But slimmer governments have done so at a faster pace, and to significantly lower levels. Their highest tax rate on personal income fell to a group average of 30% in 2006 from 36% in 1996. Top corporate rates were lowered to an average of 22% from 30%. Their average ratio of total government outlays to GDP fell to 31.6% in 2007, from an average peak level during the previous two decades of 40.4%
Investment growth jumped to an average annual rate of 5.9% in 2000-2005, from 3.8% over the previous decade. Exports have risen by 6.3% annually since 2000. The net result was a surge in economic growth. The IMF reports that GDP soared in the slimmer-government group at a 5.4% average annual rate from 1999-2008 (including its forecast for the current year), up from a 4.6% rate over the previous decade.
Over that same period, the bigger-government group was more timid in its tax reductions. Their highest individual rates declined to an average of 45% from 49%, and corporate rates to 29% from 35%. Furthermore, their average spending-to-GDP ratio only fell to 48.3% from a peak of 55.2%.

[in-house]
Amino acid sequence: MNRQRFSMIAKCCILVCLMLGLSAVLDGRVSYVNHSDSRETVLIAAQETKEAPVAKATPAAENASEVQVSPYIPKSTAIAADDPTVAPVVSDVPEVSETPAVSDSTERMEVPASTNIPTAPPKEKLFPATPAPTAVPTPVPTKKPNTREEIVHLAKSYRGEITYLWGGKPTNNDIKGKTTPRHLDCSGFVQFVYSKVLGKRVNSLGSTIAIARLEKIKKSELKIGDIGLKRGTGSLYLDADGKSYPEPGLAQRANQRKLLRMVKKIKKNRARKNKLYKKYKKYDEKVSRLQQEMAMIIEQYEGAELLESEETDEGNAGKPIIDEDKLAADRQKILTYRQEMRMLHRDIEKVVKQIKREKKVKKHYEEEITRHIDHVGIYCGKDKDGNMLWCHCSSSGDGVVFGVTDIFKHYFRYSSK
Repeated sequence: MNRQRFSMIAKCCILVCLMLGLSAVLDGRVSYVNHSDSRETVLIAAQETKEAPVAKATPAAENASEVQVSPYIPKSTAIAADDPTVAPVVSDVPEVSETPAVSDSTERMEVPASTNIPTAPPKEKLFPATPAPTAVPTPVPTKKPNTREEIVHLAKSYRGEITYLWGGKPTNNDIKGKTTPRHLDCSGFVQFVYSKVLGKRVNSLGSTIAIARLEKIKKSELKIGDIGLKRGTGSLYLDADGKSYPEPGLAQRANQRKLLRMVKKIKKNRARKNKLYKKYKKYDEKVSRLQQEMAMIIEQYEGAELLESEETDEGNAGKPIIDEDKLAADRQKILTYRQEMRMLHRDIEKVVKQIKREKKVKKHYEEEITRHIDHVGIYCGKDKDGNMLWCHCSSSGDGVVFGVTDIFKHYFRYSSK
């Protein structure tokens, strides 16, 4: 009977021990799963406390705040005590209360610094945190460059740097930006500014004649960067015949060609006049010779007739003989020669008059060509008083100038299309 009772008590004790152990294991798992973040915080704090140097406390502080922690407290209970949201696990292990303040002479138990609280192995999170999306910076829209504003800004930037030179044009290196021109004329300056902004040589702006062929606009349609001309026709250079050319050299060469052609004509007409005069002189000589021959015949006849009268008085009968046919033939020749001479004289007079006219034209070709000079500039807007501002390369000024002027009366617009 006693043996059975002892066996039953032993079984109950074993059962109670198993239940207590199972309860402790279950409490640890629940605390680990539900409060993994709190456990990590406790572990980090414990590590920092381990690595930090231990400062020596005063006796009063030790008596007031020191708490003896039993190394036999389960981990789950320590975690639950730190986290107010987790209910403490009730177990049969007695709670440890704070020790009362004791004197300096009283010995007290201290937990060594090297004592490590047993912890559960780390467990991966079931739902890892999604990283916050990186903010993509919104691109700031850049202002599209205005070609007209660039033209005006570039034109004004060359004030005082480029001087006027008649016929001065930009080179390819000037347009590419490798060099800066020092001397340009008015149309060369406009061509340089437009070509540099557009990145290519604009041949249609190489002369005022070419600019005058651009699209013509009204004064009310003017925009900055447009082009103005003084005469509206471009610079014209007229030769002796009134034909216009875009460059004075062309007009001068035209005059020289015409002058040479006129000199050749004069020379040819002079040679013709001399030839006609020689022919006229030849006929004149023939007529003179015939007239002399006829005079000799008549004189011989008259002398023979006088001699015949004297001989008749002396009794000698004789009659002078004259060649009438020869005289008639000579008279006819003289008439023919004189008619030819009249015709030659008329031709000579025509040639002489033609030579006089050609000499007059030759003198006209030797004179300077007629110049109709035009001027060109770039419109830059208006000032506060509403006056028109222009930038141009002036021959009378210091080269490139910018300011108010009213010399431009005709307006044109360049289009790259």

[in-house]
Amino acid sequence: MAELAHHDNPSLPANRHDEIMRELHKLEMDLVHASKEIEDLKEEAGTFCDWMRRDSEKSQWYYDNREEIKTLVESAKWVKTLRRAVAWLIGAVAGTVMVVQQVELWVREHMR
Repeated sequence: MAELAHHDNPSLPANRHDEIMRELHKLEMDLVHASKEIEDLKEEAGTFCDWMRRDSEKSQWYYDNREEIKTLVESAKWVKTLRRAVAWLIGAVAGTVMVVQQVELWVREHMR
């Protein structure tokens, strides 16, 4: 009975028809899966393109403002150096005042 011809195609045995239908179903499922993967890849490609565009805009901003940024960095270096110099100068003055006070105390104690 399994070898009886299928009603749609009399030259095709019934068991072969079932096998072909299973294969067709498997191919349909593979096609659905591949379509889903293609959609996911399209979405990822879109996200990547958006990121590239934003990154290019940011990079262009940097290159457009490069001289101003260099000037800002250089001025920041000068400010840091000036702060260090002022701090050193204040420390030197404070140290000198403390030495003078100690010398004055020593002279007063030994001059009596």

The bigger-government group therefore failed to gain any competitive advantages in global markets by generating or attracting larger investment funds. Their investment growth slowed to an average annual rate of 0.8% in 2000-2005, from 4.1% in 1990-2000. Their export growth rate almost halved to 3.1% annually in 2000-2005, down from 6.1% in 1990-2000. The bottom line is a drop in their average annual GDP growth rate to 2.1% in 1999-2008, from 2.3% over the previous decade.
Nor did they balance their books. They ran budgetary deficits averaging 1.1% of GDP in 2006, whereas slimmer governments generated an average surplus of 0.3% of GDP. Their net government debt averaged 39.2% of GDP in 2006, more than four times higher than the latter's. Interest payments on their debt took 2.3% of their GDP, compared with an average of just 0.5% in the slimmer-government group.
Slimmer-government countries also delivered more rapid social progress in some areas. They have, on average, higher annual employment growth rates (1.7% compared to 0.9% from 1995-2005). Their youth unemployment rates have been lower for both males and females since 2000. The discretionary income of households rose faster in the first group. This allowed their real consumption to increase by 4.1% annually from 2000-2005, up from 2.8% in 1990-2000. In the bigger-government group, the growth of household consumption has slowed to a 1.3% average annual rate, from 2.1% during the 1990-2000 period.